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Food stuff 

It's obvious that for many metro Detroiters fast food restaurants and convenience stores are much closer than stores with nutritious fare at reasonable prices. But just how out of whack things are — and the life and death consequences that can result — have only recently been measured.

The report, Examining the Impact of Food Deserts on Public Health in Detroit, tallies, among other things, the distance to grocery stores, fast food restaurants and other food retailers from every block in the city and from most blocks in the metro area.

A key finding: Roughly half the city's residents are in areas that are "far out of balance in terms of day-to-day food availability ... they must travel twice as far or further to reach the nearest mainstream grocer as they do to reach the closest fringe location, such as fast food restaurant or a convenience store." And the cost? The report estimates that for the most out-of-balance city census tracts, the poor diet that goes with poor shopping options means 64 years of life are lost for every 100 residents; on a metro basis, the report estimates 46.5 years of life are lost per 100 residents in the worse-off tracts.

The situation isn't hopeless, the authors write, noting successes in other cities in bringing supermarket investment to underserved areas. Of course, the most recent Detroit news in this area was a major setback, the demise of the Farmer Jack chain.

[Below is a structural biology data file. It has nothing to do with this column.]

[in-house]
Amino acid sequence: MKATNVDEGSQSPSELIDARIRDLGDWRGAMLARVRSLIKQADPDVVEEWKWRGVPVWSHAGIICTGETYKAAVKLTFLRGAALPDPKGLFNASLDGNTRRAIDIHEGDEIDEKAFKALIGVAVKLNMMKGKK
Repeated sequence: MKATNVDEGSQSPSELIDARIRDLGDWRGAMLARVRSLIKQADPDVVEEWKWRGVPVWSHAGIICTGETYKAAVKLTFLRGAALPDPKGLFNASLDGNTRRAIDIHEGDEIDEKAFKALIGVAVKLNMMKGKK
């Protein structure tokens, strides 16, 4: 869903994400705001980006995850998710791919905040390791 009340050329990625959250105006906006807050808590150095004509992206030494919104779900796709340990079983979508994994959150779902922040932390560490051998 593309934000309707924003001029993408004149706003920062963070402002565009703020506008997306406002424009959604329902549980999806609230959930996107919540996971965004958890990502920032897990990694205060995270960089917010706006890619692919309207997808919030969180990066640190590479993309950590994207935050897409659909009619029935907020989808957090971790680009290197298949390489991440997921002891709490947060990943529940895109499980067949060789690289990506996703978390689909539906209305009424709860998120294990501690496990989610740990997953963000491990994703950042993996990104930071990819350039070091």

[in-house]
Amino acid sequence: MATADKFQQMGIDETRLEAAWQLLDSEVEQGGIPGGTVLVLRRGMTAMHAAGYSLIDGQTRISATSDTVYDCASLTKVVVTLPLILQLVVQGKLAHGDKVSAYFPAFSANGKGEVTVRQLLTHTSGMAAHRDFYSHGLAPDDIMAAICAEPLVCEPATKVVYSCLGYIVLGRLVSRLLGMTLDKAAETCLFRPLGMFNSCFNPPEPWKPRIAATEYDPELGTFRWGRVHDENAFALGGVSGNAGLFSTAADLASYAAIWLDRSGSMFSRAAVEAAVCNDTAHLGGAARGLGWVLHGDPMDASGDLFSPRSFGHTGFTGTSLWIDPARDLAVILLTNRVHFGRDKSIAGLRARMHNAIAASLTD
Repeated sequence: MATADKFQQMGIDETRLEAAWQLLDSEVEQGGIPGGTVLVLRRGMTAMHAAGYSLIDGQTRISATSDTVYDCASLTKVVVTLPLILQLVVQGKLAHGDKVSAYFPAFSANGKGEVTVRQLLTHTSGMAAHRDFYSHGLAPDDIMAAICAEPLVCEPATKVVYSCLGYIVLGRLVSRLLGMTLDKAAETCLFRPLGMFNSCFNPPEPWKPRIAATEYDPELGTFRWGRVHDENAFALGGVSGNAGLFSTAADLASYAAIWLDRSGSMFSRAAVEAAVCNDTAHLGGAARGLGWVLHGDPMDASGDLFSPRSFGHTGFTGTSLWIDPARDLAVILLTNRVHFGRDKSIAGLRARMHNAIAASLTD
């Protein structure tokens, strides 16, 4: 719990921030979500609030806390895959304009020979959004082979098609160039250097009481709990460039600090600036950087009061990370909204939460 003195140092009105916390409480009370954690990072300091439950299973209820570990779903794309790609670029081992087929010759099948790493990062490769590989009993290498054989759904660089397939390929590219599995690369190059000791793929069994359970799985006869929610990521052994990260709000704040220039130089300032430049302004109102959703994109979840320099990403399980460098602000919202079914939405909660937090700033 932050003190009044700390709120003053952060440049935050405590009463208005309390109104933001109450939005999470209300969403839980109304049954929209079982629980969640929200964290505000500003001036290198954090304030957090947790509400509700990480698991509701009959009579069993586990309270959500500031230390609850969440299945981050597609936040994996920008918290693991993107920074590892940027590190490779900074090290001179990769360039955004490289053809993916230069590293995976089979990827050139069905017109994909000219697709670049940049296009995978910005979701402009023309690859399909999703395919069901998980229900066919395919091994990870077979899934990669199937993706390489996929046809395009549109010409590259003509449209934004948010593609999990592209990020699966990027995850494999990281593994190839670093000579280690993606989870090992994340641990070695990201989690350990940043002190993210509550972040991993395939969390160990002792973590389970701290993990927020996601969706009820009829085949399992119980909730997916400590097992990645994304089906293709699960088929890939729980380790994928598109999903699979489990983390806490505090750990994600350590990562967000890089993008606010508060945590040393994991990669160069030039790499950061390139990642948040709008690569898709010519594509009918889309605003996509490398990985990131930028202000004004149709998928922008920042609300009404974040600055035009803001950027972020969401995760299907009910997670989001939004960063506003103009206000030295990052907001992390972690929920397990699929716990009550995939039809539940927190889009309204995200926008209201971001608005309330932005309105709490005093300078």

The full report, sponsored by Lasalle Bank, can be read at lasallebankmidwest.com.

Eat the Page

In RAWvolution: Gourmet Living Cuisine (HarperCollins, $32.50) author Matt Amsden, renowned vegan chef, brings us a delicious way to embrace healthy eating, a major component to healthy living. With recipes that are as tasty as they are healthful, he guides vegetarians and carnivores alike to a path of dietary diversity. With eggless egg salad, cheese-free cheese sticks, Dixie Chicken, a chicken-less noodle soup and RAWvolution's Famous onion bread made from onions, flax seed sunflower seeds, Nama Shoyu and olive oil, Amsden offers the antithesis of fast food.

A Tasty Beverage

The creation of the gimlet is attributed to clever recruits in England's Royal Navy. The men shrewdly mixed their daily rations of gin and lime juice into a cocktail that would both ward off scurvy and produce a pleasant buzz. According to Raymond Chandler's 1954 novel The Long Goodbye, "A real gimlet is half gin and half Rose's Lime Juice and nothing else. It beats martinis hollow." Perhaps, but we prefer our gimlets at a ratio of three parts gin to one part Rose's Lime Juice with a squeeze of fresh lime to soften the edges.

It Works

There is a brouhaha over the supposed benefits of bottled water, some of which, we know, goes straight from the tap into the bottle. Everyone knows that the zillions of technically recyclable plastic bottles are clogging our landfills. A readily available, inexpensive alternative is the Brita Pitcher Water Filtration System. It is a plastic pitcher with a reusable and replaceable filter that is said to remove 98 percent of the lead while reducing chlorine (taste and odor), sediment copper and mercury from water. Similar systems filter water from the tap. The water does taste good. Of course, we like tap water too.

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